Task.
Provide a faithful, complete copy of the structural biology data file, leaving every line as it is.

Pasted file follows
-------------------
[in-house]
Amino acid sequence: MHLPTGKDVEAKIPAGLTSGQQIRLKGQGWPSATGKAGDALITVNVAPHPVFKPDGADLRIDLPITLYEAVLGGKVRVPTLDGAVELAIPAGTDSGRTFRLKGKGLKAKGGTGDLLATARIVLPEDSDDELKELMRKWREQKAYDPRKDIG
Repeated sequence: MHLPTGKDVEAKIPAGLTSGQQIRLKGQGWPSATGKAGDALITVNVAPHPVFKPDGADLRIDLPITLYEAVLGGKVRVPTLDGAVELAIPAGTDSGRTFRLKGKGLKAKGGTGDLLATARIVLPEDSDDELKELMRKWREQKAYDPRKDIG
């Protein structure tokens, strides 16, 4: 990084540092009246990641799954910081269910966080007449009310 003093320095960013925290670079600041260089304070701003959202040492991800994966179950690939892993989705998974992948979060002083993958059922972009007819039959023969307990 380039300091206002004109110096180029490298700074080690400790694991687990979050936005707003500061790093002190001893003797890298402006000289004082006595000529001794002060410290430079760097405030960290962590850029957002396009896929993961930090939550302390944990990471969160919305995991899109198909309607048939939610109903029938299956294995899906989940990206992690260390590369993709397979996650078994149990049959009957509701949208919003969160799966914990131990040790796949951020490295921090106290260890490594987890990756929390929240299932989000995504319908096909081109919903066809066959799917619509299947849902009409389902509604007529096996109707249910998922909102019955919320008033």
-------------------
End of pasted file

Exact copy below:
[in-house]
Amino acid sequence: MHLPTGKDVEAKIPAGLTSGQQIRLKGQGWPSATGKAGDALITVNVAPHPVFKPDGADLRIDLPITLYEAVLGGKVRVPTLDGAVELAIPAGTDSGRTFRLKGKGLKAKGGTGDLLATARIVLPEDSDDELKELMRKWREQKAYDPRKDIG
Repeated sequence: MHLPTGKDVEAKIPAGLTSGQQIRLKGQGWPSATGKAGDALITVNVAPHPVFKPDGADLRIDLPITLYEAVLGGKVRVPTLDGAVELAIPAGTDSGRTFRLKGKGLKAKGGTGDLLATARIVLPEDSDDELKELMRKWREQKAYDPRKDIG
């Protein structure tokens, strides 16, 4: 990084540092009246990641799954910081269910966080007449009310 003093320095960013925290670079600041260089304070701003959202040492991800994966179950690939892993989705998974992948979060002083993958059922972009007819039959023969307990 380039300091206002004109110096180029490298700074080690400790694991687990979050936005707003500061790093002190001893003797890298402006000289004082006595000529001794002060410290430079760097405030960290962590850029957002396009896929993961930090939550302390944990990471969160919305995991899109198909309607048939939610109903029938299956294995899906989940990206992690260390590369993709397979996650078994149990049959009957509701949208919003969160799966914990131990040790796949951020490295921090106290260890490594987890990756929390929240299932989000995504319908096909081109919903066809066959799917619509299947849902009409389902509604007529096996109707249910998922909102019955919320008033």